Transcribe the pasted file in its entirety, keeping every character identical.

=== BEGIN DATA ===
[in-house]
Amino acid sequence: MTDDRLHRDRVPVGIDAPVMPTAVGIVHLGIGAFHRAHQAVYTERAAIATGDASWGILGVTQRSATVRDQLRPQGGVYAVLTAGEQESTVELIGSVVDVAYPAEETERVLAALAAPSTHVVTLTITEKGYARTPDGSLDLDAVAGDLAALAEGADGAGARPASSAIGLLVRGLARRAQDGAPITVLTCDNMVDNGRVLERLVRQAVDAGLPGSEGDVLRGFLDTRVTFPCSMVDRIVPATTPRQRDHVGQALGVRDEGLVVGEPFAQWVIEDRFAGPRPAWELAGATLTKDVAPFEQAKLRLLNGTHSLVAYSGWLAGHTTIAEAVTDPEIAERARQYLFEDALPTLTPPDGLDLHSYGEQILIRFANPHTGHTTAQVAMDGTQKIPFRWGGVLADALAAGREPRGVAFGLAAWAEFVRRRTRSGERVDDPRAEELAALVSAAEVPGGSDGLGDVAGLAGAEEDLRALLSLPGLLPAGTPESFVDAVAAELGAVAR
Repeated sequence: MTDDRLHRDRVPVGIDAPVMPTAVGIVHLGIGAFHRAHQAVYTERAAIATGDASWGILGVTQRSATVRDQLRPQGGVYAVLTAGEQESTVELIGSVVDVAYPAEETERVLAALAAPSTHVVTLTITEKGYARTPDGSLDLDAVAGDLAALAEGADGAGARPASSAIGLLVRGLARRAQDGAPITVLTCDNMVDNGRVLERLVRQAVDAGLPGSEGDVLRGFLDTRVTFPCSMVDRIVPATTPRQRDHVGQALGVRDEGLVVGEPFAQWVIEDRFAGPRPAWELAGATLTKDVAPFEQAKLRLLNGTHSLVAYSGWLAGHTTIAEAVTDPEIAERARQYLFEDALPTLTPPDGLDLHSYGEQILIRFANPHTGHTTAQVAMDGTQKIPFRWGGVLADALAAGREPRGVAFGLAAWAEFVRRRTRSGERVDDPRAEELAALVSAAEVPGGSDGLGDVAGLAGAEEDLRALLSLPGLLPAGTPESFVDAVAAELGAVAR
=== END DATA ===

[in-house]
Amino acid sequence: MTDDRLHRDRVPVGIDAPVMPTAVGIVHLGIGAFHRAHQAVYTERAAIATGDASWGILGVTQRSATVRDQLRPQGGVYAVLTAGEQESTVELIGSVVDVAYPAEETERVLAALAAPSTHVVTLTITEKGYARTPDGSLDLDAVAGDLAALAEGADGAGARPASSAIGLLVRGLARRAQDGAPITVLTCDNMVDNGRVLERLVRQAVDAGLPGSEGDVLRGFLDTRVTFPCSMVDRIVPATTPRQRDHVGQALGVRDEGLVVGEPFAQWVIEDRFAGPRPAWELAGATLTKDVAPFEQAKLRLLNGTHSLVAYSGWLAGHTTIAEAVTDPEIAERARQYLFEDALPTLTPPDGLDLHSYGEQILIRFANPHTGHTTAQVAMDGTQKIPFRWGGVLADALAAGREPRGVAFGLAAWAEFVRRRTRSGERVDDPRAEELAALVSAAEVPGGSDGLGDVAGLAGAEEDLRALLSLPGLLPAGTPESFVDAVAAELGAVAR
Repeated sequence: MTDDRLHRDRVPVGIDAPVMPTAVGIVHLGIGAFHRAHQAVYTERAAIATGDASWGILGVTQRSATVRDQLRPQGGVYAVLTAGEQESTVELIGSVVDVAYPAEETERVLAALAAPSTHVVTLTITEKGYARTPDGSLDLDAVAGDLAALAEGADGAGARPASSAIGLLVRGLARRAQDGAPITVLTCDNMVDNGRVLERLVRQAVDAGLPGSEGDVLRGFLDTRVTFPCSMVDRIVPATTPRQRDHVGQALGVRDEGLVVGEPFAQWVIEDRFAGPRPAWELAGATLTKDVAPFEQAKLRLLNGTHSLVAYSGWLAGHTTIAEAVTDPEIAERARQYLFEDALPTLTPPDGLDLHSYGEQILIRFANPHTGHTTAQVAMDGTQKIPFRWGGVLADALAAGREPRGVAFGLAAWAEFVRRRTRSGERVDDPRAEELAALVSAAEVPGGSDGLGDVAGLAGAEEDLRALLSLPGLLPAGTPESFVDAVAAELGAVAR